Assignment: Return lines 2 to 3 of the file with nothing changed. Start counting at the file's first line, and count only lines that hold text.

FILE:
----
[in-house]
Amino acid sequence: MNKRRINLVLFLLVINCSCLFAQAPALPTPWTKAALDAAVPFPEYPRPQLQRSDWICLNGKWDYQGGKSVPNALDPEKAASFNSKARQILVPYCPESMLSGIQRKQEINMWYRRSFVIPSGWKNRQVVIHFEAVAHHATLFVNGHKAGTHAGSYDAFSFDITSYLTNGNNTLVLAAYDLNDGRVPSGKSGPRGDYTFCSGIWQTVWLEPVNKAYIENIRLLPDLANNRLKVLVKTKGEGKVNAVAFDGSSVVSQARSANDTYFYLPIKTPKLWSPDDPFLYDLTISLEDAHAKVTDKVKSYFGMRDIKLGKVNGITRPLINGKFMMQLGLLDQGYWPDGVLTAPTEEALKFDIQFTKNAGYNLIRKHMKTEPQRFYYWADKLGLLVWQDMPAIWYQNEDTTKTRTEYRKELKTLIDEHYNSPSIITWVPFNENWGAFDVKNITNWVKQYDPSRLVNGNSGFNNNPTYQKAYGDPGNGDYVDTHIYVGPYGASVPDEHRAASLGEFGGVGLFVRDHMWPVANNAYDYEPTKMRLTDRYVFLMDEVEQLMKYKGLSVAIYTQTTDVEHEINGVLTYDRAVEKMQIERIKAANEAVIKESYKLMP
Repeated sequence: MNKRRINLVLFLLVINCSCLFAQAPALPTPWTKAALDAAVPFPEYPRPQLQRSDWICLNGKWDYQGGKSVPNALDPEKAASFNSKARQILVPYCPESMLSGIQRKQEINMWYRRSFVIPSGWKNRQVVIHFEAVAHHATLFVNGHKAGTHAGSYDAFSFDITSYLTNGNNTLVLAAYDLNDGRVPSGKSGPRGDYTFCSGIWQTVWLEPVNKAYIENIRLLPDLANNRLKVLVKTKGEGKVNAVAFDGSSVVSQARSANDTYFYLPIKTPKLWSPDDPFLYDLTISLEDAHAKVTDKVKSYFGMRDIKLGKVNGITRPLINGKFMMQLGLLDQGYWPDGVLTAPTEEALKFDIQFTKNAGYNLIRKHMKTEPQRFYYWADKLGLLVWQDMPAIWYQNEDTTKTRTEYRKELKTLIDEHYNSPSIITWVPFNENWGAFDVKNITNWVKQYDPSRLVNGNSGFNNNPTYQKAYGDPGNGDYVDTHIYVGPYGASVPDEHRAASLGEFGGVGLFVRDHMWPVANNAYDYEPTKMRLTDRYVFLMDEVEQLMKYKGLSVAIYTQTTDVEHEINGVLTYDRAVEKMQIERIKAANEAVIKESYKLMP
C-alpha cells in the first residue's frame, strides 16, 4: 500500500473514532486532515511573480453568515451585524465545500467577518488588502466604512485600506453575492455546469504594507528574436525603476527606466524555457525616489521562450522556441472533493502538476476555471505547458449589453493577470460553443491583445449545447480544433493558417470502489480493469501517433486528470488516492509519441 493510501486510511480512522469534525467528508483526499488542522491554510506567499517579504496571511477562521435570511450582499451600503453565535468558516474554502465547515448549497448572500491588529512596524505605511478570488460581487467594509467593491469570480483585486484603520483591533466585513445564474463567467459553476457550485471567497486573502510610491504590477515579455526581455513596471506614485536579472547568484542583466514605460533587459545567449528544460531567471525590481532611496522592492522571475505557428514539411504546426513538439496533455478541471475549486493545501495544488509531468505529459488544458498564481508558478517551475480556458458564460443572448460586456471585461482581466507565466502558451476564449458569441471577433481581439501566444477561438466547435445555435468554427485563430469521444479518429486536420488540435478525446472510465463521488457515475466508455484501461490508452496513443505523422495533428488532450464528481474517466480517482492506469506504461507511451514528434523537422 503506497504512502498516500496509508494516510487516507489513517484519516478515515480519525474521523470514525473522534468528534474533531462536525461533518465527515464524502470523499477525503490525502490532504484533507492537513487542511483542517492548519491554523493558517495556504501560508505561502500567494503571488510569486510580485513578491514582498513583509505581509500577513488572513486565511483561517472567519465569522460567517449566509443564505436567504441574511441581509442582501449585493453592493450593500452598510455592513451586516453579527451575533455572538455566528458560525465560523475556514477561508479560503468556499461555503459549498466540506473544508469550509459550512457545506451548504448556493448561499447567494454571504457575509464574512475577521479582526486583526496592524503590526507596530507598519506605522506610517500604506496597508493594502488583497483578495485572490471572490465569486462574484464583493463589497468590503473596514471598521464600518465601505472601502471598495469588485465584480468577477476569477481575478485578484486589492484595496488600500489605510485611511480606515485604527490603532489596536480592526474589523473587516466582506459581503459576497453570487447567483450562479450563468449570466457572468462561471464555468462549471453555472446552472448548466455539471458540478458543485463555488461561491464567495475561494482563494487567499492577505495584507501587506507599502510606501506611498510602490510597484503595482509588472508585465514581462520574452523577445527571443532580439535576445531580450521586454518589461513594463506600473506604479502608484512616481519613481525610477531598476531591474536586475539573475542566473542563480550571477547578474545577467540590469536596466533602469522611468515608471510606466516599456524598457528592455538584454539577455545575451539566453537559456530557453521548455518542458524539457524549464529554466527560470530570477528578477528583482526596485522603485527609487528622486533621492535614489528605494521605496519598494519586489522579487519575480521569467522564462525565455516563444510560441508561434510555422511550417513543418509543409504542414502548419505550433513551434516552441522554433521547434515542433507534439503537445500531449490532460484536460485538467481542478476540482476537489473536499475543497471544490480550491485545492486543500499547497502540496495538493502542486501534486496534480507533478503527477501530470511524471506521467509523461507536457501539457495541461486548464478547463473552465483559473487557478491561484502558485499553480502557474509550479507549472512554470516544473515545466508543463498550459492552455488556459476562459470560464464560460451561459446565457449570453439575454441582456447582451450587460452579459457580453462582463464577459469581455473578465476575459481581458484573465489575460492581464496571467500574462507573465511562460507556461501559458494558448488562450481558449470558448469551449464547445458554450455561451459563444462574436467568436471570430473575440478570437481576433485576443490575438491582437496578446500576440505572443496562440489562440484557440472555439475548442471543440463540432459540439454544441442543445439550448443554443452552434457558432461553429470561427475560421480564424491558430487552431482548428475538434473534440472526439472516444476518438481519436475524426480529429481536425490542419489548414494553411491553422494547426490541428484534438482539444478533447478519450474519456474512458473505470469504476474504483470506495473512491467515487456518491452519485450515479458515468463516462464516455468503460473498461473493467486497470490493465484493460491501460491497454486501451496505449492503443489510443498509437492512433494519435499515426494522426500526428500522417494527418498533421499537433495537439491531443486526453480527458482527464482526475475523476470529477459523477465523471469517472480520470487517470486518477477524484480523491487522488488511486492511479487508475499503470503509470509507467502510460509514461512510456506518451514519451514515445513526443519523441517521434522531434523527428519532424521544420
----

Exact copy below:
Amino acid sequence: MNKRRINLVLFLLVINCSCLFAQAPALPTPWTKAALDAAVPFPEYPRPQLQRSDWICLNGKWDYQGGKSVPNALDPEKAASFNSKARQILVPYCPESMLSGIQRKQEINMWYRRSFVIPSGWKNRQVVIHFEAVAHHATLFVNGHKAGTHAGSYDAFSFDITSYLTNGNNTLVLAAYDLNDGRVPSGKSGPRGDYTFCSGIWQTVWLEPVNKAYIENIRLLPDLANNRLKVLVKTKGEGKVNAVAFDGSSVVSQARSANDTYFYLPIKTPKLWSPDDPFLYDLTISLEDAHAKVTDKVKSYFGMRDIKLGKVNGITRPLINGKFMMQLGLLDQGYWPDGVLTAPTEEALKFDIQFTKNAGYNLIRKHMKTEPQRFYYWADKLGLLVWQDMPAIWYQNEDTTKTRTEYRKELKTLIDEHYNSPSIITWVPFNENWGAFDVKNITNWVKQYDPSRLVNGNSGFNNNPTYQKAYGDPGNGDYVDTHIYVGPYGASVPDEHRAASLGEFGGVGLFVRDHMWPVANNAYDYEPTKMRLTDRYVFLMDEVEQLMKYKGLSVAIYTQTTDVEHEINGVLTYDRAVEKMQIERIKAANEAVIKESYKLMP
Repeated sequence: MNKRRINLVLFLLVINCSCLFAQAPALPTPWTKAALDAAVPFPEYPRPQLQRSDWICLNGKWDYQGGKSVPNALDPEKAASFNSKARQILVPYCPESMLSGIQRKQEINMWYRRSFVIPSGWKNRQVVIHFEAVAHHATLFVNGHKAGTHAGSYDAFSFDITSYLTNGNNTLVLAAYDLNDGRVPSGKSGPRGDYTFCSGIWQTVWLEPVNKAYIENIRLLPDLANNRLKVLVKTKGEGKVNAVAFDGSSVVSQARSANDTYFYLPIKTPKLWSPDDPFLYDLTISLEDAHAKVTDKVKSYFGMRDIKLGKVNGITRPLINGKFMMQLGLLDQGYWPDGVLTAPTEEALKFDIQFTKNAGYNLIRKHMKTEPQRFYYWADKLGLLVWQDMPAIWYQNEDTTKTRTEYRKELKTLIDEHYNSPSIITWVPFNENWGAFDVKNITNWVKQYDPSRLVNGNSGFNNNPTYQKAYGDPGNGDYVDTHIYVGPYGASVPDEHRAASLGEFGGVGLFVRDHMWPVANNAYDYEPTKMRLTDRYVFLMDEVEQLMKYKGLSVAIYTQTTDVEHEINGVLTYDRAVEKMQIERIKAANEAVIKESYKLMP